James Richmond's
California Story

1860's Style Employee Relations

August 8, 1860 It is my business to see that the cows are all milked in time to meet the ferry. I have my string of twenty-five which I milk twice a day. We have to get up at one oíclock in order to meet the ferry at four. Twas my business to rout the men as I could always wake at a given hour. They all depended on me to call them yet some would grunt and roll over and take another nap. I have got tired of calling so many times. So this morning I said Boys, Iím willing to call you once or even twice before I go out. But it is just as much your business as mine to get up. Yet I am here to take the milk at four oíclock, And I will here after call you once and if you donít get up then youíll have to take the consequences, which will consist of a pail of cold water. Now remember I will call you but once.

The most of them agreed that they would be deserving of it if they did not get up. I saw one chap who looked very surly. He was the one who would invariably sleep the longest. He seemed to think that if his string was not done in time, the rest would help him out. We had all gotten tired of doing his work. He had been with us but AA few weeks. He acted as though that sort of thing would last. But I thought in time to put a stop to it.

I called them the next morning making enough noise to wake a regiment of men calling to him in particular and receiving a sulky growl in response as he rolled over to take another nap. I concluded that he would be up by the time I got around with the water if he intended to obey at all. When I returned he was still asleep on his back, his mouth wide open. I gave him the contents of the pail, full in the face. I imagine he took some of it in as there was open space there enough for it to enter. I did not wait to watch the effect, but went on to work.

He was soon right behind me, I knew he was mad but I apprehended no danger. Halfway to the barn I heard him halt. I half turned my head to see what he was about and received a well directed blow to my head. This staggered me a great deal, I kept my balance and went on to work while he slunk out of sight in the darkness, I had no time to attend to him as I was late with my work.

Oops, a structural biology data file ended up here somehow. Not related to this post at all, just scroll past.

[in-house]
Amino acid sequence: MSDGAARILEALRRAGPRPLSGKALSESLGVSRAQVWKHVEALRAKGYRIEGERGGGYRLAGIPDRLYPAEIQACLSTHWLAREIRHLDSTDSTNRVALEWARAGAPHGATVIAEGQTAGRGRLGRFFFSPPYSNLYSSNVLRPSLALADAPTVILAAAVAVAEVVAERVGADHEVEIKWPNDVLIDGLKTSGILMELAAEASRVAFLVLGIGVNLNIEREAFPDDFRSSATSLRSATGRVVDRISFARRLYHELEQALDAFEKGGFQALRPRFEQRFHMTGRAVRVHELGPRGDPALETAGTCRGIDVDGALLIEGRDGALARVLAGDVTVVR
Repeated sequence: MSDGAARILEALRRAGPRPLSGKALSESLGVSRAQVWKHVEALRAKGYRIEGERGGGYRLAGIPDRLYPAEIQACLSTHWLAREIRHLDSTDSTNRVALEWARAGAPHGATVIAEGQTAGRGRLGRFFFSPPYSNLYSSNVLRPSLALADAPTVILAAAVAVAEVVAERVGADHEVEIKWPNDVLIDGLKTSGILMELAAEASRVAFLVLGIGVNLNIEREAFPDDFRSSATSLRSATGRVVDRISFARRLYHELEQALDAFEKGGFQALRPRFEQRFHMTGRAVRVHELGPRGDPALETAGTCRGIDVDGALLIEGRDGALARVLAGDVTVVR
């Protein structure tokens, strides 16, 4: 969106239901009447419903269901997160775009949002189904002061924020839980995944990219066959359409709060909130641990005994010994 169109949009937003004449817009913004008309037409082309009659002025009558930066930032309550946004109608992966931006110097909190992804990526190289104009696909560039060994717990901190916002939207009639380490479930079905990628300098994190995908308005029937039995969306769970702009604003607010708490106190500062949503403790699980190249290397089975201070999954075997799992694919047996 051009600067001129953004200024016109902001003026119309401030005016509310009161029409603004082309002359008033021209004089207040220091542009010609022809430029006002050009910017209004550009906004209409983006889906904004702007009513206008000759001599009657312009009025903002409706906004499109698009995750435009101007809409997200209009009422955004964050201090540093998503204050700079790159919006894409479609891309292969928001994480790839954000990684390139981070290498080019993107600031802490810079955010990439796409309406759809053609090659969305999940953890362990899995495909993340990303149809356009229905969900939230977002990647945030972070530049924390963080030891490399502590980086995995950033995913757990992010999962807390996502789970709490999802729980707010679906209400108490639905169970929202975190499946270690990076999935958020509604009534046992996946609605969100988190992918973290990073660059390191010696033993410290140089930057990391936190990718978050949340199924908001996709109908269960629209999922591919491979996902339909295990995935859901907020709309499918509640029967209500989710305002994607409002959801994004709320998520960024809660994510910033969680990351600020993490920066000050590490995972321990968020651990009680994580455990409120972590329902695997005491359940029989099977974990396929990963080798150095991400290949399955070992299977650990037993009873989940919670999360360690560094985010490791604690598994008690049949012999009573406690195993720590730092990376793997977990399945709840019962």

When the men came up for my cans they told me my head was bleeding. I explained that my friend had given me a whack. I was full of wrath at the way he had sneaked up and hit me. He did not come to milk his cows so we had to do it. I went to the house and had a dressing put on my head. I then set out to find the one who threw the stick of wood at me.

Found him in a corn field. He was waiting for me to go to the ferry so he could go into the house to gather up his belongings, but I did not go to the ferry that morning. I marched him back to the house ahead of me, at first he refused and showed an inclination to fight. I gave him a taste of my cowhides and told him to get moving or I would give him the pummeling of his life. He went to the house and I dismissed him with the toe of my boot. I think it might have left a lasting impression if not an agreeable one. He didnít have anything to say until he was a safe distance away where he stooped to swear at me.